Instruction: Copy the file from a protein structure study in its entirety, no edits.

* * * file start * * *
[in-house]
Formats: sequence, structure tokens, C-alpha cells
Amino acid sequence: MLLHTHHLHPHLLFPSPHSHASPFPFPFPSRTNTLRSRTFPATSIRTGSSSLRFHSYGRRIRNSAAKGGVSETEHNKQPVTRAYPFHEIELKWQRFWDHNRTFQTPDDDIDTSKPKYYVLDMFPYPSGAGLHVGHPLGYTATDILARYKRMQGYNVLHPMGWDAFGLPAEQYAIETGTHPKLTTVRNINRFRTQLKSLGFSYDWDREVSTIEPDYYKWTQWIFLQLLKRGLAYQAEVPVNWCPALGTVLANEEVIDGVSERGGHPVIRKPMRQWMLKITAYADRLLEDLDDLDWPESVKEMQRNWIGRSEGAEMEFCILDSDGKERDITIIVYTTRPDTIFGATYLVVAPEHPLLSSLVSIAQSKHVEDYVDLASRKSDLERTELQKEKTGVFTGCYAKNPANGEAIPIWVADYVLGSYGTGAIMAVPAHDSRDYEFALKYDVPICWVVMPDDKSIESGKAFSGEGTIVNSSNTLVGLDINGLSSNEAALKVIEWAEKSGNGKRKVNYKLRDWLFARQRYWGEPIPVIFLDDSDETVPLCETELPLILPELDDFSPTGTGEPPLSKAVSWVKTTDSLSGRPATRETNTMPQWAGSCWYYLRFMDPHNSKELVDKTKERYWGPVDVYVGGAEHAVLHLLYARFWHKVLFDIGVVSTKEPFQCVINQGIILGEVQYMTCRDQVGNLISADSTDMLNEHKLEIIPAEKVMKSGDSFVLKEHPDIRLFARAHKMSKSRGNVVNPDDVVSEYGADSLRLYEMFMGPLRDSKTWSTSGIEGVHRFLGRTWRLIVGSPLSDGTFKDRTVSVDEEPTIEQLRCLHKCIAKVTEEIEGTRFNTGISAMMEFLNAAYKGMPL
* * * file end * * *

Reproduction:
[in-house]
Formats: sequence, structure tokens, C-alpha cells
Amino acid sequence: MLLHTHHLHPHLLFPSPHSHASPFPFPFPSRTNTLRSRTFPATSIRTGSSSLRFHSYGRRIRNSAAKGGVSETEHNKQPVTRAYPFHEIELKWQRFWDHNRTFQTPDDDIDTSKPKYYVLDMFPYPSGAGLHVGHPLGYTATDILARYKRMQGYNVLHPMGWDAFGLPAEQYAIETGTHPKLTTVRNINRFRTQLKSLGFSYDWDREVSTIEPDYYKWTQWIFLQLLKRGLAYQAEVPVNWCPALGTVLANEEVIDGVSERGGHPVIRKPMRQWMLKITAYADRLLEDLDDLDWPESVKEMQRNWIGRSEGAEMEFCILDSDGKERDITIIVYTTRPDTIFGATYLVVAPEHPLLSSLVSIAQSKHVEDYVDLASRKSDLERTELQKEKTGVFTGCYAKNPANGEAIPIWVADYVLGSYGTGAIMAVPAHDSRDYEFALKYDVPICWVVMPDDKSIESGKAFSGEGTIVNSSNTLVGLDINGLSSNEAALKVIEWAEKSGNGKRKVNYKLRDWLFARQRYWGEPIPVIFLDDSDETVPLCETELPLILPELDDFSPTGTGEPPLSKAVSWVKTTDSLSGRPATRETNTMPQWAGSCWYYLRFMDPHNSKELVDKTKERYWGPVDVYVGGAEHAVLHLLYARFWHKVLFDIGVVSTKEPFQCVINQGIILGEVQYMTCRDQVGNLISADSTDMLNEHKLEIIPAEKVMKSGDSFVLKEHPDIRLFARAHKMSKSRGNVVNPDDVVSEYGADSLRLYEMFMGPLRDSKTWSTSGIEGVHRFLGRTWRLIVGSPLSDGTFKDRTVSVDEEPTIEQLRCLHKCIAKVTEEIEGTRFNTGISAMMEFLNAAYKGMPL